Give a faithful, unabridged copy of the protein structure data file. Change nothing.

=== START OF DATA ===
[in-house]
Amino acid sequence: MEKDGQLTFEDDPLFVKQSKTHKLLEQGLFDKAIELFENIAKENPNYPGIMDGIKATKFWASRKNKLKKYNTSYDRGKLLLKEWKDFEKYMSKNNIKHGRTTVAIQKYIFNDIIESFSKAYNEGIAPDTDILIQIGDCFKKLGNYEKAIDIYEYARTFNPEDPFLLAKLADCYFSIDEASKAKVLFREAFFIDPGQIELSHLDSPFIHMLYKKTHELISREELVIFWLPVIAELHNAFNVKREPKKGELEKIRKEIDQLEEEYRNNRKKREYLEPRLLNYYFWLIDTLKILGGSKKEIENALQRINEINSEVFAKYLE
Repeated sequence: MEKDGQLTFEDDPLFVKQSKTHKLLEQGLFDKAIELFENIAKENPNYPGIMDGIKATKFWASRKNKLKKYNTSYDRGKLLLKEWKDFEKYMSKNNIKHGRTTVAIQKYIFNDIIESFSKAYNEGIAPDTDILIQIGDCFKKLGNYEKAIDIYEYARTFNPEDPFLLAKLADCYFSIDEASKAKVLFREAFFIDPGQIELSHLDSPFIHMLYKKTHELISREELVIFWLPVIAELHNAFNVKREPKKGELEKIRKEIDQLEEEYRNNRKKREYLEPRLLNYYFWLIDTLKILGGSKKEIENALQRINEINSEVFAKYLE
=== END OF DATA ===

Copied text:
[in-house]
Amino acid sequence: MEKDGQLTFEDDPLFVKQSKTHKLLEQGLFDKAIELFENIAKENPNYPGIMDGIKATKFWASRKNKLKKYNTSYDRGKLLLKEWKDFEKYMSKNNIKHGRTTVAIQKYIFNDIIESFSKAYNEGIAPDTDILIQIGDCFKKLGNYEKAIDIYEYARTFNPEDPFLLAKLADCYFSIDEASKAKVLFREAFFIDPGQIELSHLDSPFIHMLYKKTHELISREELVIFWLPVIAELHNAFNVKREPKKGELEKIRKEIDQLEEEYRNNRKKREYLEPRLLNYYFWLIDTLKILGGSKKEIENALQRINEINSEVFAKYLE
Repeated sequence: MEKDGQLTFEDDPLFVKQSKTHKLLEQGLFDKAIELFENIAKENPNYPGIMDGIKATKFWASRKNKLKKYNTSYDRGKLLLKEWKDFEKYMSKNNIKHGRTTVAIQKYIFNDIIESFSKAYNEGIAPDTDILIQIGDCFKKLGNYEKAIDIYEYARTFNPEDPFLLAKLADCYFSIDEASKAKVLFREAFFIDPGQIELSHLDSPFIHMLYKKTHELISREELVIFWLPVIAELHNAFNVKREPKKGELEKIRKEIDQLEEEYRNNRKKREYLEPRLLNYYFWLIDTLKILGGSKKEIENALQRINEINSEVFAKYLE